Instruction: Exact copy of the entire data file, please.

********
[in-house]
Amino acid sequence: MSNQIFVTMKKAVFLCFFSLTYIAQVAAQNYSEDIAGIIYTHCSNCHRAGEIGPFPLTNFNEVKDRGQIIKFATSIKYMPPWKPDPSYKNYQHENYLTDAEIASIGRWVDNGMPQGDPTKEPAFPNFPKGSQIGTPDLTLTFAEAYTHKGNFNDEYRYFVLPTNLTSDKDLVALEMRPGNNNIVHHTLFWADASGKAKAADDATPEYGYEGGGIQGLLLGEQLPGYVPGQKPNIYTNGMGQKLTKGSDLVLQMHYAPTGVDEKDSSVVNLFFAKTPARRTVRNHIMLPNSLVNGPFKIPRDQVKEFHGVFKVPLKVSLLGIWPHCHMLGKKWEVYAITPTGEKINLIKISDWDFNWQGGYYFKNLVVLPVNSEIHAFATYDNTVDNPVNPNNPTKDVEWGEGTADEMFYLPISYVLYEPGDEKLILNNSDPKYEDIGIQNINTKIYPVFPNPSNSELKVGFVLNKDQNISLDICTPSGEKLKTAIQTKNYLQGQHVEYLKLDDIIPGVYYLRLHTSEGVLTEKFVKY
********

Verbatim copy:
[in-house]
Amino acid sequence: MSNQIFVTMKKAVFLCFFSLTYIAQVAAQNYSEDIAGIIYTHCSNCHRAGEIGPFPLTNFNEVKDRGQIIKFATSIKYMPPWKPDPSYKNYQHENYLTDAEIASIGRWVDNGMPQGDPTKEPAFPNFPKGSQIGTPDLTLTFAEAYTHKGNFNDEYRYFVLPTNLTSDKDLVALEMRPGNNNIVHHTLFWADASGKAKAADDATPEYGYEGGGIQGLLLGEQLPGYVPGQKPNIYTNGMGQKLTKGSDLVLQMHYAPTGVDEKDSSVVNLFFAKTPARRTVRNHIMLPNSLVNGPFKIPRDQVKEFHGVFKVPLKVSLLGIWPHCHMLGKKWEVYAITPTGEKINLIKISDWDFNWQGGYYFKNLVVLPVNSEIHAFATYDNTVDNPVNPNNPTKDVEWGEGTADEMFYLPISYVLYEPGDEKLILNNSDPKYEDIGIQNINTKIYPVFPNPSNSELKVGFVLNKDQNISLDICTPSGEKLKTAIQTKNYLQGQHVEYLKLDDIIPGVYYLRLHTSEGVLTEKFVKY